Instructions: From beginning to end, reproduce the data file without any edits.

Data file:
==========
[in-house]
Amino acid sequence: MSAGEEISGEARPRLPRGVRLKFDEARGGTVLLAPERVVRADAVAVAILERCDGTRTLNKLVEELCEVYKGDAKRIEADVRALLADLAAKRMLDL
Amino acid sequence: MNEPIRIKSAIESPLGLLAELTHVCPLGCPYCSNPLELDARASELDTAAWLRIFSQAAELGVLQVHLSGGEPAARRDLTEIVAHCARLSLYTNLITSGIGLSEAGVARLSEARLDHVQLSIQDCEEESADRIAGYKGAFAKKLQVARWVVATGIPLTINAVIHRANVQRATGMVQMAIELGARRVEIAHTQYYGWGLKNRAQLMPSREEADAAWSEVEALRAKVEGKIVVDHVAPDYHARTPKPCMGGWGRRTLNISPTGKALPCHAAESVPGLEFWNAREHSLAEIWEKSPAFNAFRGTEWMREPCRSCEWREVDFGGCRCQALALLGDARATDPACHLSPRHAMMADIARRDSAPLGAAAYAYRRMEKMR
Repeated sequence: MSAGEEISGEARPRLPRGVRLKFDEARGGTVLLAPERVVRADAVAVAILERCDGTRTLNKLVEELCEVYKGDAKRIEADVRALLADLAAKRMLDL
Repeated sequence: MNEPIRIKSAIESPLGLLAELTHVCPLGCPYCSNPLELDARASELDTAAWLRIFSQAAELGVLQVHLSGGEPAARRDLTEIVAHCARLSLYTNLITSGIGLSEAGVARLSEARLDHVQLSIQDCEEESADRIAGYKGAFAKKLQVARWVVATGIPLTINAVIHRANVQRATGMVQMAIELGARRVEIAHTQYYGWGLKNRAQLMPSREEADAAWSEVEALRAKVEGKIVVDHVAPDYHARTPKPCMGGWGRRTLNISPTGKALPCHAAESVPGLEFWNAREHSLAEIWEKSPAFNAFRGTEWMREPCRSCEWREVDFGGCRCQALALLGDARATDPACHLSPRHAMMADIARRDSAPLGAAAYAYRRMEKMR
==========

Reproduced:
[in-house]
Amino acid sequence: MSAGEEISGEARPRLPRGVRLKFDEARGGTVLLAPERVVRADAVAVAILERCDGTRTLNKLVEELCEVYKGDAKRIEADVRALLADLAAKRMLDL
Amino acid sequence: MNEPIRIKSAIESPLGLLAELTHVCPLGCPYCSNPLELDARASELDTAAWLRIFSQAAELGVLQVHLSGGEPAARRDLTEIVAHCARLSLYTNLITSGIGLSEAGVARLSEARLDHVQLSIQDCEEESADRIAGYKGAFAKKLQVARWVVATGIPLTINAVIHRANVQRATGMVQMAIELGARRVEIAHTQYYGWGLKNRAQLMPSREEADAAWSEVEALRAKVEGKIVVDHVAPDYHARTPKPCMGGWGRRTLNISPTGKALPCHAAESVPGLEFWNAREHSLAEIWEKSPAFNAFRGTEWMREPCRSCEWREVDFGGCRCQALALLGDARATDPACHLSPRHAMMADIARRDSAPLGAAAYAYRRMEKMR
Repeated sequence: MSAGEEISGEARPRLPRGVRLKFDEARGGTVLLAPERVVRADAVAVAILERCDGTRTLNKLVEELCEVYKGDAKRIEADVRALLADLAAKRMLDL
Repeated sequence: MNEPIRIKSAIESPLGLLAELTHVCPLGCPYCSNPLELDARASELDTAAWLRIFSQAAELGVLQVHLSGGEPAARRDLTEIVAHCARLSLYTNLITSGIGLSEAGVARLSEARLDHVQLSIQDCEEESADRIAGYKGAFAKKLQVARWVVATGIPLTINAVIHRANVQRATGMVQMAIELGARRVEIAHTQYYGWGLKNRAQLMPSREEADAAWSEVEALRAKVEGKIVVDHVAPDYHARTPKPCMGGWGRRTLNISPTGKALPCHAAESVPGLEFWNAREHSLAEIWEKSPAFNAFRGTEWMREPCRSCEWREVDFGGCRCQALALLGDARATDPACHLSPRHAMMADIARRDSAPLGAAAYAYRRMEKMR